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Split reins - pros & cons, what is the proper use

This is a discussion on Split reins - pros & cons, what is the proper use within the Western Riding forums, part of the Riding Horses category

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        09-28-2013, 12:49 AM
      #41
    Started
    I only attach reins directly to the bit rings with no metal snaps. It is my understanding the metal snaps connected to the bit rings can be irritating to the horse's mouth. Sort of stands to reason...metal on metal.
    I know many people use them but if it at all is a discomfort to the horse I will avoid using them. I need every advantage I can get!
         
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        09-28-2013, 01:00 AM
      #42
    Green Broke
    Quote:
    Originally Posted by Dustbunny    
    I only attach reins directly to the bit rings with no metal snaps. It is my understanding the metal snaps connected to the bit rings can be irritating to the horse's mouth. Sort of stands to reason...metal on metal...
    Now that's curious. Is it because it makes noise? Causes vibrations?
         
        09-28-2013, 01:06 AM
      #43
    Trained
    I've never ridden a horse with anything BUT metal clips on the bit. If it ever irritated them, they seem to have gotten over it.
         
        09-28-2013, 07:56 AM
      #44
    Foal
    Disadvantages:
    One of my friends always drops a rein on almost all the trails we go on.

    Advantages:
    If your horse spooks and you fall off, the reins fall too and you can easily grab your horse, where with tied reins, they might stay on the horse's neck, and they'll be together so you won't be able to grab one rein, you'll have to grab both and that would be more difficult.
    I always feel more balanced holding two reins with two hands, than I do neck reining. And honestly I don't really know what to do with that other arm when I'm neck reining!
         
        09-28-2013, 09:54 AM
      #45
    Started
    Quote:
    Originally Posted by EquiiAlex    
    Disadvantages:
    One of my friends always drops a rein on almost all the trails
    Hmm...I think maybe your friend just needs special reins. Not sure how someone drops a rein that often. :) Besides, that's one of those reasons it's useful to cross the rewinds over the neck rather than having one or both on the same side of the neck as they're attached.
    Posted via Mobile Device
    smrobs likes this.
         
        09-28-2013, 12:15 PM
      #46
    Started
    Quote:
    Originally Posted by Chevaux    
    Now that's curious. Is it because it makes noise? Causes vibrations?
    Vibration. Some very experienced horse friends clued me in to this some time back. Made sense...rattle and clunking. I have seen similar info on the forum, somewhere. I'm not saying the clips should not be used. They are certainly handy.
    smrobs and Chevaux like this.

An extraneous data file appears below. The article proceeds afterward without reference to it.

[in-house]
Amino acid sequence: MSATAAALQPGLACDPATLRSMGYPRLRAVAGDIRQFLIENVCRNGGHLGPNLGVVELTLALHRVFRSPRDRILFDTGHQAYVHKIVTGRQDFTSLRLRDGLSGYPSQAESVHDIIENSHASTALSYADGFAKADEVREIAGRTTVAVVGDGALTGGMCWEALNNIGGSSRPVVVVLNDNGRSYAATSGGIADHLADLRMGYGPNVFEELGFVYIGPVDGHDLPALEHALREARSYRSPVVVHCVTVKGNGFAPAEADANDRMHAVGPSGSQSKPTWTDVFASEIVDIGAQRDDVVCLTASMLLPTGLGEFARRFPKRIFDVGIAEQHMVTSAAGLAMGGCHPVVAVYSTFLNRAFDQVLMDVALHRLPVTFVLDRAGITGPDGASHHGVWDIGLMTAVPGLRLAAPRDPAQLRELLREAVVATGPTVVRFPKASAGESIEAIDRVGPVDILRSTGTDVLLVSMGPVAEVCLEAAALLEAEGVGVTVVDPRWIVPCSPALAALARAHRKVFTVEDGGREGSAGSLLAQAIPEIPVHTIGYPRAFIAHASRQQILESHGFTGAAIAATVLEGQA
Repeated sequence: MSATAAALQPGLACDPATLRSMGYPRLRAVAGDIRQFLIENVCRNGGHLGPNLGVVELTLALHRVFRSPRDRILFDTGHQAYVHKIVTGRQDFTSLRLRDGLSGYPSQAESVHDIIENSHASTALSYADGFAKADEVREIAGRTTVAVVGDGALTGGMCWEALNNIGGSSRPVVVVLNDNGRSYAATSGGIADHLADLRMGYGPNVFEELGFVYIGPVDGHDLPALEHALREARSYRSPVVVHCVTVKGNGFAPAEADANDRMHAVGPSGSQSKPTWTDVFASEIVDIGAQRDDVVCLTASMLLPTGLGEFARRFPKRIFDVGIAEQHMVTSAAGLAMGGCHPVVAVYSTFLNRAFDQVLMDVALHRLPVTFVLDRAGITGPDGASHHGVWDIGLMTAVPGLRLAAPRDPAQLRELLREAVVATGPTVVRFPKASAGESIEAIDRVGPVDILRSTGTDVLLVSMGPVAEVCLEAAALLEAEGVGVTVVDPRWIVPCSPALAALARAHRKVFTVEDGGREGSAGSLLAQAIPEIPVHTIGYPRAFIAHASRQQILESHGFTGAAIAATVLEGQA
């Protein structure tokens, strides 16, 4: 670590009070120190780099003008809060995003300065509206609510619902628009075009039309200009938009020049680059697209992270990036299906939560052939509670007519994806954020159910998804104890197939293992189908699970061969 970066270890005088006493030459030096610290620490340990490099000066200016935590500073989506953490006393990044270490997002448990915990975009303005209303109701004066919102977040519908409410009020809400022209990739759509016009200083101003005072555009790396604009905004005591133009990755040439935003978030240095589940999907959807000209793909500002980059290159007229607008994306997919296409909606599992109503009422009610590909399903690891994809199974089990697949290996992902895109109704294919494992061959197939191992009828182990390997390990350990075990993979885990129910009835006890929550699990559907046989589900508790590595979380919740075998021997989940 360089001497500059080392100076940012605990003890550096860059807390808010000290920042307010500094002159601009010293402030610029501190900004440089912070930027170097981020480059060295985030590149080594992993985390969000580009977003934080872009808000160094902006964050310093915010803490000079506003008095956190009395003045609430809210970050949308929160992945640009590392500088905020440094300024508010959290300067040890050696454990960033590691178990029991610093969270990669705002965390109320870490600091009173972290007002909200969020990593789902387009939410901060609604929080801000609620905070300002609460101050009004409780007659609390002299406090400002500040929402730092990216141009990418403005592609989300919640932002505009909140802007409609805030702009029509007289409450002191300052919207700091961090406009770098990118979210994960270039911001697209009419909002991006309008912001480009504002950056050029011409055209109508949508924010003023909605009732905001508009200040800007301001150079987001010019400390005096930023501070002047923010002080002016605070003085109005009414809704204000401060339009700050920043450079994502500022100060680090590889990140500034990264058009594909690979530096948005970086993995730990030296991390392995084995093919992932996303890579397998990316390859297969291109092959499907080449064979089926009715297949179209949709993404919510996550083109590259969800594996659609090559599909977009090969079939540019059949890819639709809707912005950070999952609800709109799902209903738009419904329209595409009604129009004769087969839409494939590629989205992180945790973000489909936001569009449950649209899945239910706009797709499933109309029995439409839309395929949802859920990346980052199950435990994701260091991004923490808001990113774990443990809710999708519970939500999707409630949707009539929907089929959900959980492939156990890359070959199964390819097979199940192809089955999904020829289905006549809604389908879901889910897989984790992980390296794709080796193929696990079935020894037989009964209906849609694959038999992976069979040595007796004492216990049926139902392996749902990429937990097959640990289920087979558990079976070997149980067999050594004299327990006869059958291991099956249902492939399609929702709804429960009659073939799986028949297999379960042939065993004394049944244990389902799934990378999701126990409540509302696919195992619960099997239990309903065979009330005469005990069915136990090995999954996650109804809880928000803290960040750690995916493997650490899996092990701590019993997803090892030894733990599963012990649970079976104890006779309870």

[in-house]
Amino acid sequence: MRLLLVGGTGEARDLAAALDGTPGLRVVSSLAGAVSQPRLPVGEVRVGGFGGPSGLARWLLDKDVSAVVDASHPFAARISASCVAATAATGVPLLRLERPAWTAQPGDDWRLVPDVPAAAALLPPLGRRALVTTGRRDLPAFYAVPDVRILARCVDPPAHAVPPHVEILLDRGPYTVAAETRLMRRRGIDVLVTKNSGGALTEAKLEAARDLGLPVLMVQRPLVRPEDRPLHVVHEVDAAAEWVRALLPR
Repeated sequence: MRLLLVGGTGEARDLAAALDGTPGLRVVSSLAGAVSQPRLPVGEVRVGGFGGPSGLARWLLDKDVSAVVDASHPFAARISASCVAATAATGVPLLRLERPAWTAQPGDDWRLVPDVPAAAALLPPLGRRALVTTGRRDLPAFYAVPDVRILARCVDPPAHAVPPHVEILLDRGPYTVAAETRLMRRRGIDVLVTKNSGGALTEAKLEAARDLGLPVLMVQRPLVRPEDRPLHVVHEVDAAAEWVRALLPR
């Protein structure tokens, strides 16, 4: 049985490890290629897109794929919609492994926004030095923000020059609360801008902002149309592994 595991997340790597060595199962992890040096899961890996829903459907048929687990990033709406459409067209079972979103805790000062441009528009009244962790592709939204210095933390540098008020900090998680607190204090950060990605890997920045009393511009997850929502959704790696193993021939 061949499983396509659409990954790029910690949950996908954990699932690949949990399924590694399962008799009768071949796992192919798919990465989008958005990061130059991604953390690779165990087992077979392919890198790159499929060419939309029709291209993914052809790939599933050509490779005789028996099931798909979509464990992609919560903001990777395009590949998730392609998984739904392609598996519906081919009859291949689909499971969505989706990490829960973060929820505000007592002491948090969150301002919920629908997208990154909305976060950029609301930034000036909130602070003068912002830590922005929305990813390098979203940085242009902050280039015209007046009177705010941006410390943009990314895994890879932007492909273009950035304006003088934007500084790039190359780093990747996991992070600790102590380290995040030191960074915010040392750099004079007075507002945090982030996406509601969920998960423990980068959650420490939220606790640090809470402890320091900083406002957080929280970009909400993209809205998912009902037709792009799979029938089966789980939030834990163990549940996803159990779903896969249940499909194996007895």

09-28-2013, 12:24 PM
      #47
    Trained
    It sounds reasonable, but I'm not sure it happens in any significant amount. The clips on my reins are only slightly bigger than what they clip to, and I think there is enough weight on the reins to keep them from bouncing around freely on the bit. I guess it would take a slow motion video focused on the bit to find out the real answer.
         
        09-28-2013, 12:33 PM
      #48
    Green Broke
    I mostly use an English hackamore (short shanked mechanical one) so I think I will continue with my snaps (like your style bsms). In fact, that is the only way I can attach my synthetic reins. I'll have to spend some time thinking about using or not using them with the bits.
         
        09-29-2013, 07:52 PM
      #49
    Yearling
    I also love my split reins. They are leather as well, but they are a really nice American handmade braided leather. Super soft latigo leather, if I remember. A guy in MO (now KY) made them and a matching bridle for me. I love them. They are about chapstick thick, which is perfect for my ever-busy hands to cope with, to stop me from constantly messing with my reins. I can't use flat split reins very well, as I tend to fiddle with the flatness, and lose them in my hands. They have nice knots at the bottoms, to give them just the amount of weight needed for comfort and feel for my mare and me. They also have the little braid pieces that make great poppers for her as well! My husband has a pair as well and loves them. They have the smaller sized scissor snaps, and our horses don't seem to be bothered at all by them. I love that the leather is strong enough to use as a true lead rope to tie on the trail.
         
        09-30-2013, 01:58 AM
      #50
    Showing
    For an average rider, the difference between having the snaps and not having the snaps is negligible. Most folks wouldn't notice the difference.

    Just for the sake of sharing information though. Yes, the snaps make subtle communication more difficult because the horse learns to ignore the more minor shifting of the weight in the reins. With snaps, the reins are always moving and clicking and swinging; MUCH more freely than they do with just the water ties connecting them. The horse learns to tune out that smaller vibration and movement and that means you have to be more obvious and bigger with your cues.
    katieandscooby, bsms and Cynical25 like this.
         

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